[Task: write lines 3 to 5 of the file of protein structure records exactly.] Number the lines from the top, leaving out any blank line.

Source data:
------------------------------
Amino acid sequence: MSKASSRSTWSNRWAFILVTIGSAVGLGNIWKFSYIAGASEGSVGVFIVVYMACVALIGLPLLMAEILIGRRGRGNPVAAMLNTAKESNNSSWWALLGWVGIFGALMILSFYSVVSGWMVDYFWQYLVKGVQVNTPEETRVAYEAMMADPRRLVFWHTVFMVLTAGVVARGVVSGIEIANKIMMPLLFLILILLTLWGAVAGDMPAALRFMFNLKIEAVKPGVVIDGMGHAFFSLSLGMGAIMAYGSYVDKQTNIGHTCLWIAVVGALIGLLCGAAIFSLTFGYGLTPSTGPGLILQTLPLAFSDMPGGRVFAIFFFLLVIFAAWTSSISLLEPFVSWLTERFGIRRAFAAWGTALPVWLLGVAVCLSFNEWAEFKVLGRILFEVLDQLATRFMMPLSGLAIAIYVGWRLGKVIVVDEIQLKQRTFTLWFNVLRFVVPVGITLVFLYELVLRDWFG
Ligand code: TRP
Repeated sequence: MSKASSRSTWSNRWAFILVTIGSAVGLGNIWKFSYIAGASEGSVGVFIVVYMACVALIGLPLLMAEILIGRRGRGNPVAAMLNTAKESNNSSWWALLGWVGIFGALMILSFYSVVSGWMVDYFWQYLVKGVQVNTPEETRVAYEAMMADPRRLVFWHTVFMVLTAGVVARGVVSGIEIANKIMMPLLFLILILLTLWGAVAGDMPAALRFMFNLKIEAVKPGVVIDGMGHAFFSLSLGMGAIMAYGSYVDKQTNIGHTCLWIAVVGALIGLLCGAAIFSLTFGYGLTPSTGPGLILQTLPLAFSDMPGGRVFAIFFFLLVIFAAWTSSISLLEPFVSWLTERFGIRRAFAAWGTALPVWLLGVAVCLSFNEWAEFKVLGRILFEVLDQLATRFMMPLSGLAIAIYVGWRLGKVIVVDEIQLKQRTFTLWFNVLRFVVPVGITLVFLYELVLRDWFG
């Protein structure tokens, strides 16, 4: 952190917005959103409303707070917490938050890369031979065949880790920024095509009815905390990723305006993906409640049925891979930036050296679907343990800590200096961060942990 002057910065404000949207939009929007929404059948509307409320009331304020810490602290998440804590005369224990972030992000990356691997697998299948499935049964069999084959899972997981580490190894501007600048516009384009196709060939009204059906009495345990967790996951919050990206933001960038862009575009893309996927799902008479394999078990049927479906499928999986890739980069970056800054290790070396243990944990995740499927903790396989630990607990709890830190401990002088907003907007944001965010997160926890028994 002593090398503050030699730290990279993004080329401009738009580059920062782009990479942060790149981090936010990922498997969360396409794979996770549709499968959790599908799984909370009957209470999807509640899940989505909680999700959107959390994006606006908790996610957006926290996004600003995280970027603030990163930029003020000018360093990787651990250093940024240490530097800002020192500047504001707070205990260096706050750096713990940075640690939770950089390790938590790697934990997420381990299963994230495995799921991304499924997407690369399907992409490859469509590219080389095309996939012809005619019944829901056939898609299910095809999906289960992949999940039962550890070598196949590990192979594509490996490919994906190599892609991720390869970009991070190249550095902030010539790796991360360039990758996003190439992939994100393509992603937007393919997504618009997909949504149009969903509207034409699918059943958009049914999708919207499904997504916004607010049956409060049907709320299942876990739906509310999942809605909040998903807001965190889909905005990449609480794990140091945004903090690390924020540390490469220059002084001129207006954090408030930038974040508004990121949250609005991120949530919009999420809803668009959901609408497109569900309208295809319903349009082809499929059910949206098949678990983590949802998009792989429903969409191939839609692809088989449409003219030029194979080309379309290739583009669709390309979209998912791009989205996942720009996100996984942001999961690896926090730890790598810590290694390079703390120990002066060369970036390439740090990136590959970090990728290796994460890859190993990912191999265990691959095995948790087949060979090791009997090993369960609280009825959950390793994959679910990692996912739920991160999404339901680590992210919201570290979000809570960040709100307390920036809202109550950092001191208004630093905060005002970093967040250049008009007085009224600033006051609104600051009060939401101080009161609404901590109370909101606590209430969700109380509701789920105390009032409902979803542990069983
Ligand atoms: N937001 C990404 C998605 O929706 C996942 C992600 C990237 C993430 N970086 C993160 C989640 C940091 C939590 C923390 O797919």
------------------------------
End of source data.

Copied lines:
Repeated sequence: MSKASSRSTWSNRWAFILVTIGSAVGLGNIWKFSYIAGASEGSVGVFIVVYMACVALIGLPLLMAEILIGRRGRGNPVAAMLNTAKESNNSSWWALLGWVGIFGALMILSFYSVVSGWMVDYFWQYLVKGVQVNTPEETRVAYEAMMADPRRLVFWHTVFMVLTAGVVARGVVSGIEIANKIMMPLLFLILILLTLWGAVAGDMPAALRFMFNLKIEAVKPGVVIDGMGHAFFSLSLGMGAIMAYGSYVDKQTNIGHTCLWIAVVGALIGLLCGAAIFSLTFGYGLTPSTGPGLILQTLPLAFSDMPGGRVFAIFFFLLVIFAAWTSSISLLEPFVSWLTERFGIRRAFAAWGTALPVWLLGVAVCLSFNEWAEFKVLGRILFEVLDQLATRFMMPLSGLAIAIYVGWRLGKVIVVDEIQLKQRTFTLWFNVLRFVVPVGITLVFLYELVLRDWFG
């Protein structure tokens, strides 16, 4: 952190917005959103409303707070917490938050890369031979065949880790920024095509009815905390990723305006993906409640049925891979930036050296679907343990800590200096961060942990 002057910065404000949207939009929007929404059948509307409320009331304020810490602290998440804590005369224990972030992000990356691997697998299948499935049964069999084959899972997981580490190894501007600048516009384009196709060939009204059906009495345990967790996951919050990206933001960038862009575009893309996927799902008479394999078990049927479906499928999986890739980069970056800054290790070396243990944990995740499927903790396989630990607990709890830190401990002088907003907007944001965010997160926890028994 002593090398503050030699730290990279993004080329401009738009580059920062782009990479942060790149981090936010990922498997969360396409794979996770549709499968959790599908799984909370009957209470999807509640899940989505909680999700959107959390994006606006908790996610957006926290996004600003995280970027603030990163930029003020000018360093990787651990250093940024240490530097800002020192500047504001707070205990260096706050750096713990940075640690939770950089390790938590790697934990997420381990299963994230495995799921991304499924997407690369399907992409490859469509590219080389095309996939012809005619019944829901056939898609299910095809999906289960992949999940039962550890070598196949590990192979594509490996490919994906190599892609991720390869970009991070190249550095902030010539790796991360360039990758996003190439992939994100393509992603937007393919997504618009997909949504149009969903509207034409699918059943958009049914999708919207499904997504916004607010049956409060049907709320299942876990739906509310999942809605909040998903807001965190889909905005990449609480794990140091945004903090690390924020540390490469220059002084001129207006954090408030930038974040508004990121949250609005991120949530919009999420809803668009959901609408497109569900309208295809319903349009082809499929059910949206098949678990983590949802998009792989429903969409191939839609692809088989449409003219030029194979080309379309290739583009669709390309979209998912791009989205996942720009996100996984942001999961690896926090730890790598810590290694390079703390120990002066060369970036390439740090990136590959970090990728290796994460890859190993990912191999265990691959095995948790087949060979090791009997090993369960609280009825959950390793994959679910990692996912739920991160999404339901680590992210919201570290979000809570960040709100307390920036809202109550950092001191208004630093905060005002970093967040250049008009007085009224600033006051609104600051009060939401101080009161609404901590109370909101606590209430969700109380509701789920105390009032409902979803542990069983
Ligand atoms: N937001 C990404 C998605 O929706 C996942 C992600 C990237 C993430 N970086 C993160 C989640 C940091 C939590 C923390 O797919």